St Helena and its dependencies – Ascension Island and Tristan da Cunha – are remote islands about midway between Africa and South America in the South Atlantic Ocean.
Though far from each other, they form a single territorial grouping under the sovereignty of the British Crown. Apart from Ascension, the islands are only accessible by sea.
St Helena is probably best known as the island to which French emperor Napoleon Bonaparte was exiled in 1815 after his defeat at Waterloo. The Zulu Chief, Dinizulu, was confined to St Helena in 1890 and up to 6,000 Boer prisoners were held there after the South African war of 1899-1902.
After being discovered by the Portuguese in 1502, St Helena became a busy way station for sea farers up until the late 1800s when steam started replacing sail, and the opening of the Suez Canal changed the pattern of sea routes.
Its fortunes, however, have declined and several of its residents have left. But the British government hopes to reverse the trend and help the island become self-sufficient by making it accessible by air and therefore more attractive to tourists.
The plan is for an airport to be completed in 2016. The (Royal Mail Ship) RMS St Helena is currently the only public form of access to the island.
Ascension Island, a desert island situated just south of the equator, is a vital staging post for Britain in the South Atlantic. Being about half way between Britain and the Falklands, it served as a key logistical base for troops heading for the Falklands war in 1982.
Ascension was an important communications and operations centre during both World Wars and its Wideawake Airfield is now shared by the British and American air forces.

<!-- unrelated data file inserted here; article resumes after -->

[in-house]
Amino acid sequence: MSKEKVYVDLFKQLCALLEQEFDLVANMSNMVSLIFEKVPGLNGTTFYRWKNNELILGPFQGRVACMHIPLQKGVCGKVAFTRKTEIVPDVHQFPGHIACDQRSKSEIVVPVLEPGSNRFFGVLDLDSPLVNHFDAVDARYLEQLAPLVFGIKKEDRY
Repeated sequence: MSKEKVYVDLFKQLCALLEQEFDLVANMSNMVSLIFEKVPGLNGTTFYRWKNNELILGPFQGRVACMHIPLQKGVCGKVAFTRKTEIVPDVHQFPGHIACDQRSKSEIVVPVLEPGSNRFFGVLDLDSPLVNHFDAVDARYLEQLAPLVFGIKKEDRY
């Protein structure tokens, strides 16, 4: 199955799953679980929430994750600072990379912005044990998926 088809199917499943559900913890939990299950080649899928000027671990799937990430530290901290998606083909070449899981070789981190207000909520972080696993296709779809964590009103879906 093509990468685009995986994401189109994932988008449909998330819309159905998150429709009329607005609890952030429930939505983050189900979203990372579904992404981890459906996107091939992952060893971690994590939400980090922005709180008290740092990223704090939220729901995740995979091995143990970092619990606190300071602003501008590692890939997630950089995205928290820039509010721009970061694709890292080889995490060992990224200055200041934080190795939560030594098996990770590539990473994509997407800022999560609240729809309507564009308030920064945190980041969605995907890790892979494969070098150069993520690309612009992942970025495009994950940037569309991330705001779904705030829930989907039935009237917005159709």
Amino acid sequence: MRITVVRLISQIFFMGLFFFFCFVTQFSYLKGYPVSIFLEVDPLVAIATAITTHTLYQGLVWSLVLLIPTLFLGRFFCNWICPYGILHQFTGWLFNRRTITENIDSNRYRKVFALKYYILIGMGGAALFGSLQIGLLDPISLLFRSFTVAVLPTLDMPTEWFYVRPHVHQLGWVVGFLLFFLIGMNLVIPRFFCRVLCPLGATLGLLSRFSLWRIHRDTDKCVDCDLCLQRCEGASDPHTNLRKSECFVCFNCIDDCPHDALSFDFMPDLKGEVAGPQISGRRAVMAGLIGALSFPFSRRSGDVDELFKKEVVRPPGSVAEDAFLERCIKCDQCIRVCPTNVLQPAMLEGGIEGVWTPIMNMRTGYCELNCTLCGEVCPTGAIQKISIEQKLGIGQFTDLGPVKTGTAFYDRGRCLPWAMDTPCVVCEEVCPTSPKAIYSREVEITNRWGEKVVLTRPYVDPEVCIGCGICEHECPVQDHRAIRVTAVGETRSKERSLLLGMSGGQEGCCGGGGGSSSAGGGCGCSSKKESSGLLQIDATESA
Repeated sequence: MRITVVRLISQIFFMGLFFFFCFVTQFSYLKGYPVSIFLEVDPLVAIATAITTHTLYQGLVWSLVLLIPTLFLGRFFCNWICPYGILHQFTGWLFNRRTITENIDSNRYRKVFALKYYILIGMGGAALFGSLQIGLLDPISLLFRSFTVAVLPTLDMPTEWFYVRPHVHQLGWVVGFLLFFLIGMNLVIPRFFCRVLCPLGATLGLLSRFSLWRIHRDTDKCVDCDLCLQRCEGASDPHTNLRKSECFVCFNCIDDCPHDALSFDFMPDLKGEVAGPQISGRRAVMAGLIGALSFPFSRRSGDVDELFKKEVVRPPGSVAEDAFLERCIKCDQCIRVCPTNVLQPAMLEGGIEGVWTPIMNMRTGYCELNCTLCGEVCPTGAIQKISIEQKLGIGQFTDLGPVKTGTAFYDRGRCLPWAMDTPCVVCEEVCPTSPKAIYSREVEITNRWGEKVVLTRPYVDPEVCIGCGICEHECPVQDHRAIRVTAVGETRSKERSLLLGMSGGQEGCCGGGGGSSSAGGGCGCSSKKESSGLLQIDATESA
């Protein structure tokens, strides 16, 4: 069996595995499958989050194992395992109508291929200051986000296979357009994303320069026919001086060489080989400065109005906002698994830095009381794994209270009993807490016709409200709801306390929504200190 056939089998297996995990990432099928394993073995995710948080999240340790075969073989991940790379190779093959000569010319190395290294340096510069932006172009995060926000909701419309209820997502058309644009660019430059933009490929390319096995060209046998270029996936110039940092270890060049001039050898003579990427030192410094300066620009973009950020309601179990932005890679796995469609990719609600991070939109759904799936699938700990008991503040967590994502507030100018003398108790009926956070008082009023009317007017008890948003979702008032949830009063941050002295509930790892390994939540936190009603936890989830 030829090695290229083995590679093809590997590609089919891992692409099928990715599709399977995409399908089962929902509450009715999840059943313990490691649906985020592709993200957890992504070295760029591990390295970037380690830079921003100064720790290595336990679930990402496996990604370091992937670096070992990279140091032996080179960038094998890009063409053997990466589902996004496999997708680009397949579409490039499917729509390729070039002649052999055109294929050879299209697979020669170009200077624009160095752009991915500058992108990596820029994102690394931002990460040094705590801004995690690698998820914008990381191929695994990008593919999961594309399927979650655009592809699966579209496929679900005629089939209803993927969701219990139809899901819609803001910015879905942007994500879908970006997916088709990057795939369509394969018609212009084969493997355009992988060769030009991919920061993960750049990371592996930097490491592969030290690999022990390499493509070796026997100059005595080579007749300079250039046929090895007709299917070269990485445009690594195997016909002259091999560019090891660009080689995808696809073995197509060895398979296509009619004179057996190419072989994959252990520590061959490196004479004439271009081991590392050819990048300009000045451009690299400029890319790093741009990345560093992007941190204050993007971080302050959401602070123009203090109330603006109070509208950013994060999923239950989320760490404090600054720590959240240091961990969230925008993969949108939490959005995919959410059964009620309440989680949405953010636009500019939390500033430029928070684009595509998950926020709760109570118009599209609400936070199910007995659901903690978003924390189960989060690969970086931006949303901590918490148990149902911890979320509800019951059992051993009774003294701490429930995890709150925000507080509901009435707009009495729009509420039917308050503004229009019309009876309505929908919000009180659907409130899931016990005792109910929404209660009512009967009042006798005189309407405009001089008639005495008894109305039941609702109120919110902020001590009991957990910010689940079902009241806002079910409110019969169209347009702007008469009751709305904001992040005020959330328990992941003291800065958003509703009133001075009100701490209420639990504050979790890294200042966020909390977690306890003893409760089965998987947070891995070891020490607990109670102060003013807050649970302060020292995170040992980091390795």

The island has a transient population of about 1,000, mainly Britons, Americans and St Helenians involved in the military, telecommunications and satellite tracking. It can be reached by air or by the RMS St Helena.
Britain has expressed the intention of applying to the UN to extend its territorial rights around Ascension Island on the grounds that the island's landmass actually reaches much further underwater.
This would give Britain more extensive rights over any oil or gas reserves in the areas.
Tristan da Cunha was at one time on the main trading route between Europe and the Indian Ocean, but the small community living there is now extremely isolated.
It is situated 2,800 km west of Cape Town, South Africa, and is part of a group of islands which includes Inaccessible, Nightingale, Middle, Stoltenhoff, and Gough – which has a manned weather station.
Although Tristan da Cunha was discovered in 1506, it remained uninhabited until it was used by US whalers in the late 1700s. The British navy stationed a garrison there during Napoleon's exile on St Helena, and when the garrison was withdrawn, three men stayed behind and became the founders of the present settlement.
According to Tristan da Cunha's official website the island “was ignored by early explorers as a possible home due to its rugged mountain landscape, absence of natural harbour, lack of land for agriculture, and a harsh climate with heavy rain and high winds at all seasons. It took an extra-ordinary breed of people, ready to live at the margins of life, to settle and eventually thrive in the world's most isolated community.”
It says that Tristan da Cunha “offers the world a special social and economic organisation evolved over the years, but based on the principles set out by William Glass in 1817 when he established a settlement based on equality.”